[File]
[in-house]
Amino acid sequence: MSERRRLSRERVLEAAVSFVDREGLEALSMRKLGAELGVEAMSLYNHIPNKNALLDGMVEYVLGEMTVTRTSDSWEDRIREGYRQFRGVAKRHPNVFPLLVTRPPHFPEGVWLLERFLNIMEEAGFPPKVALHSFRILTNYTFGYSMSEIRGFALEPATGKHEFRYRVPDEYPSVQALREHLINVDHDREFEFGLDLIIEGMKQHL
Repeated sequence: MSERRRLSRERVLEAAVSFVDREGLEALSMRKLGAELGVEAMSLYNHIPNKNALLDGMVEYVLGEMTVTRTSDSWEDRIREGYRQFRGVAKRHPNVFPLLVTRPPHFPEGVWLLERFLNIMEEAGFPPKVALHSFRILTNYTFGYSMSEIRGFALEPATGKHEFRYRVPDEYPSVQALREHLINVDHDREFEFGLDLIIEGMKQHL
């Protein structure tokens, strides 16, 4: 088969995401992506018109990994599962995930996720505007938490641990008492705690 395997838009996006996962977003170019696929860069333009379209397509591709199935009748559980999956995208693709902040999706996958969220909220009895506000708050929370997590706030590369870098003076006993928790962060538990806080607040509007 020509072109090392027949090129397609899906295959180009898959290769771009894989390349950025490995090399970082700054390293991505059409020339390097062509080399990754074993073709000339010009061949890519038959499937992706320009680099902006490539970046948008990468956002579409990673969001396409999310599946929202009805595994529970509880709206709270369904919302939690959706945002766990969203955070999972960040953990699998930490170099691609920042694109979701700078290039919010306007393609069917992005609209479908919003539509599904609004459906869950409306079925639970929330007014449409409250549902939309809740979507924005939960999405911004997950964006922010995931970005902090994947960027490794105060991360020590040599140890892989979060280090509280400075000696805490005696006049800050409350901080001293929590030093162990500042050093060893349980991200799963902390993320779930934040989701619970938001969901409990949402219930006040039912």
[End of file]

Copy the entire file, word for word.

[in-house]
Amino acid sequence: MSERRRLSRERVLEAAVSFVDREGLEALSMRKLGAELGVEAMSLYNHIPNKNALLDGMVEYVLGEMTVTRTSDSWEDRIREGYRQFRGVAKRHPNVFPLLVTRPPHFPEGVWLLERFLNIMEEAGFPPKVALHSFRILTNYTFGYSMSEIRGFALEPATGKHEFRYRVPDEYPSVQALREHLINVDHDREFEFGLDLIIEGMKQHL
Repeated sequence: MSERRRLSRERVLEAAVSFVDREGLEALSMRKLGAELGVEAMSLYNHIPNKNALLDGMVEYVLGEMTVTRTSDSWEDRIREGYRQFRGVAKRHPNVFPLLVTRPPHFPEGVWLLERFLNIMEEAGFPPKVALHSFRILTNYTFGYSMSEIRGFALEPATGKHEFRYRVPDEYPSVQALREHLINVDHDREFEFGLDLIIEGMKQHL
């Protein structure tokens, strides 16, 4: 088969995401992506018109990994599962995930996720505007938490641990008492705690 395997838009996006996962977003170019696929860069333009379209397509591709199935009748559980999956995208693709902040999706996958969220909220009895506000708050929370997590706030590369870098003076006993928790962060538990806080607040509007 020509072109090392027949090129397609899906295959180009898959290769771009894989390349950025490995090399970082700054390293991505059409020339390097062509080399990754074993073709000339010009061949890519038959499937992706320009680099902006490539970046948008990468956002579409990673969001396409999310599946929202009805595994529970509880709206709270369904919302939690959706945002766990969203955070999972960040953990699998930490170099691609920042694109979701700078290039919010306007393609069917992005609209479908919003539509599904609004459906869950409306079925639970929330007014449409409250549902939309809740979507924005939960999405911004997950964006922010995931970005902090994947960027490794105060991360020590040599140890892989979060280090509280400075000696805490005696006049800050409350901080001293929590030093162990500042050093060893349980991200799963902390993320779930934040989701619970938001969901409990949402219930006040039912």